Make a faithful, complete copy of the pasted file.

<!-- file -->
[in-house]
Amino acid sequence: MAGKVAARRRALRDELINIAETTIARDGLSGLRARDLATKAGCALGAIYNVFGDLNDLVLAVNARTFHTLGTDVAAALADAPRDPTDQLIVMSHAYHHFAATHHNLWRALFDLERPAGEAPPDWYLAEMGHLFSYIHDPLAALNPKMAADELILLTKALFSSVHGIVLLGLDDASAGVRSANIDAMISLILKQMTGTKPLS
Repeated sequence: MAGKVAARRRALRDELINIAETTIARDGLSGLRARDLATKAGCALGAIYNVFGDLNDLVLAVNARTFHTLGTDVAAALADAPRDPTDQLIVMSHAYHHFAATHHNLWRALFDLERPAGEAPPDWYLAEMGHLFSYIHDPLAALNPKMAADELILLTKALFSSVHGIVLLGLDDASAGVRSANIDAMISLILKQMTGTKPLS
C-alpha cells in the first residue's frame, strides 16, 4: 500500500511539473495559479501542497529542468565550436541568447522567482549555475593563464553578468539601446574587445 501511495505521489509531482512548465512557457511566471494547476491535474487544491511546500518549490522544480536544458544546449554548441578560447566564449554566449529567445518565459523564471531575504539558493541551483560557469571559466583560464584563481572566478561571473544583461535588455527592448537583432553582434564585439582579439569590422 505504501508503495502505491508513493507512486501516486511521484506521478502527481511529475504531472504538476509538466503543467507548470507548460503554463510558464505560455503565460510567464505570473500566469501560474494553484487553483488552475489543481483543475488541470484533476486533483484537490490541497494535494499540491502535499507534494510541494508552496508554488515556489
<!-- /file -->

[in-house]
Amino acid sequence: MAGKVAARRRALRDELINIAETTIARDGLSGLRARDLATKAGCALGAIYNVFGDLNDLVLAVNARTFHTLGTDVAAALADAPRDPTDQLIVMSHAYHHFAATHHNLWRALFDLERPAGEAPPDWYLAEMGHLFSYIHDPLAALNPKMAADELILLTKALFSSVHGIVLLGLDDASAGVRSANIDAMISLILKQMTGTKPLS
Repeated sequence: MAGKVAARRRALRDELINIAETTIARDGLSGLRARDLATKAGCALGAIYNVFGDLNDLVLAVNARTFHTLGTDVAAALADAPRDPTDQLIVMSHAYHHFAATHHNLWRALFDLERPAGEAPPDWYLAEMGHLFSYIHDPLAALNPKMAADELILLTKALFSSVHGIVLLGLDDASAGVRSANIDAMISLILKQMTGTKPLS
C-alpha cells in the first residue's frame, strides 16, 4: 500500500511539473495559479501542497529542468565550436541568447522567482549555475593563464553578468539601446574587445 501511495505521489509531482512548465512557457511566471494547476491535474487544491511546500518549490522544480536544458544546449554548441578560447566564449554566449529567445518565459523564471531575504539558493541551483560557469571559466583560464584563481572566478561571473544583461535588455527592448537583432553582434564585439582579439569590422 505504501508503495502505491508513493507512486501516486511521484506521478502527481511529475504531472504538476509538466503543467507548470507548460503554463510558464505560455503565460510567464505570473500566469501560474494553484487553483488552475489543481483543475488541470484533476486533483484537490490541497494535494499540491502535499507534494510541494508552496508554488515556489